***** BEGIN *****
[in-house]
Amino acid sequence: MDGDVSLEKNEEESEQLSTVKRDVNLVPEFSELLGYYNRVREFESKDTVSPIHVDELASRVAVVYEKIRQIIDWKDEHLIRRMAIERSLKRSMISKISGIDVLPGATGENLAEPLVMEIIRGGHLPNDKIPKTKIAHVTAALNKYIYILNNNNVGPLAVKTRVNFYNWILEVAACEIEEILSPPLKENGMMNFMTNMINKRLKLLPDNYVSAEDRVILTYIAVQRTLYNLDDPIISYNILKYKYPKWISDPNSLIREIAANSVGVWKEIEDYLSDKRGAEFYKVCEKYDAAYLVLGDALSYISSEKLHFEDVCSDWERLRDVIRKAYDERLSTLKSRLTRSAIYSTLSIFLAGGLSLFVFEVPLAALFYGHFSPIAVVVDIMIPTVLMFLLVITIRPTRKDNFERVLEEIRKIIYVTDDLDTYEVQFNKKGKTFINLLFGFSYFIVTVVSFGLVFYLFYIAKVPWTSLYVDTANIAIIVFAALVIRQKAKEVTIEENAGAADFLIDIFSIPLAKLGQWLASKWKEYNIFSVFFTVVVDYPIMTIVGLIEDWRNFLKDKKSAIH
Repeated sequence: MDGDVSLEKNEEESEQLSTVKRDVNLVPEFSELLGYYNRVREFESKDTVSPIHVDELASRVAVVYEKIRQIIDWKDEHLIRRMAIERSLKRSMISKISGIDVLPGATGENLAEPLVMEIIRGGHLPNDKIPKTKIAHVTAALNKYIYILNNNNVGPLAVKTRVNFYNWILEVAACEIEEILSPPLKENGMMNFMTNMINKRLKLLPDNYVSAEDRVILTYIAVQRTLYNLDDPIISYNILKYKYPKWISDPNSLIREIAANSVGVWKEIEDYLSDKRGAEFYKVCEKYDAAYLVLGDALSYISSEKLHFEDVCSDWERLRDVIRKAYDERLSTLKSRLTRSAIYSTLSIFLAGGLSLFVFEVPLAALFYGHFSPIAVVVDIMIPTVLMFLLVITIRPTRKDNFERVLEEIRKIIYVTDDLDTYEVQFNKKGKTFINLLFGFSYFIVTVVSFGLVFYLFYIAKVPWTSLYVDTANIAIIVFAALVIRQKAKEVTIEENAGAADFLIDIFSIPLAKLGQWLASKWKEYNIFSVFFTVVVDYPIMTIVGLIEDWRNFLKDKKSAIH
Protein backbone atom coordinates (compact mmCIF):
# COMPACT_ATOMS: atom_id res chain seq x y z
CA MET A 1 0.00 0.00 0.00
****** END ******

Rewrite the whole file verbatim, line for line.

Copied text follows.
[in-house]
Amino acid sequence: MDGDVSLEKNEEESEQLSTVKRDVNLVPEFSELLGYYNRVREFESKDTVSPIHVDELASRVAVVYEKIRQIIDWKDEHLIRRMAIERSLKRSMISKISGIDVLPGATGENLAEPLVMEIIRGGHLPNDKIPKTKIAHVTAALNKYIYILNNNNVGPLAVKTRVNFYNWILEVAACEIEEILSPPLKENGMMNFMTNMINKRLKLLPDNYVSAEDRVILTYIAVQRTLYNLDDPIISYNILKYKYPKWISDPNSLIREIAANSVGVWKEIEDYLSDKRGAEFYKVCEKYDAAYLVLGDALSYISSEKLHFEDVCSDWERLRDVIRKAYDERLSTLKSRLTRSAIYSTLSIFLAGGLSLFVFEVPLAALFYGHFSPIAVVVDIMIPTVLMFLLVITIRPTRKDNFERVLEEIRKIIYVTDDLDTYEVQFNKKGKTFINLLFGFSYFIVTVVSFGLVFYLFYIAKVPWTSLYVDTANIAIIVFAALVIRQKAKEVTIEENAGAADFLIDIFSIPLAKLGQWLASKWKEYNIFSVFFTVVVDYPIMTIVGLIEDWRNFLKDKKSAIH
Repeated sequence: MDGDVSLEKNEEESEQLSTVKRDVNLVPEFSELLGYYNRVREFESKDTVSPIHVDELASRVAVVYEKIRQIIDWKDEHLIRRMAIERSLKRSMISKISGIDVLPGATGENLAEPLVMEIIRGGHLPNDKIPKTKIAHVTAALNKYIYILNNNNVGPLAVKTRVNFYNWILEVAACEIEEILSPPLKENGMMNFMTNMINKRLKLLPDNYVSAEDRVILTYIAVQRTLYNLDDPIISYNILKYKYPKWISDPNSLIREIAANSVGVWKEIEDYLSDKRGAEFYKVCEKYDAAYLVLGDALSYISSEKLHFEDVCSDWERLRDVIRKAYDERLSTLKSRLTRSAIYSTLSIFLAGGLSLFVFEVPLAALFYGHFSPIAVVVDIMIPTVLMFLLVITIRPTRKDNFERVLEEIRKIIYVTDDLDTYEVQFNKKGKTFINLLFGFSYFIVTVVSFGLVFYLFYIAKVPWTSLYVDTANIAIIVFAALVIRQKAKEVTIEENAGAADFLIDIFSIPLAKLGQWLASKWKEYNIFSVFFTVVVDYPIMTIVGLIEDWRNFLKDKKSAIH
Protein backbone atom coordinates (compact mmCIF):
# COMPACT_ATOMS: atom_id res chain seq x y z
CA MET A 1 0.00 0.00 0.00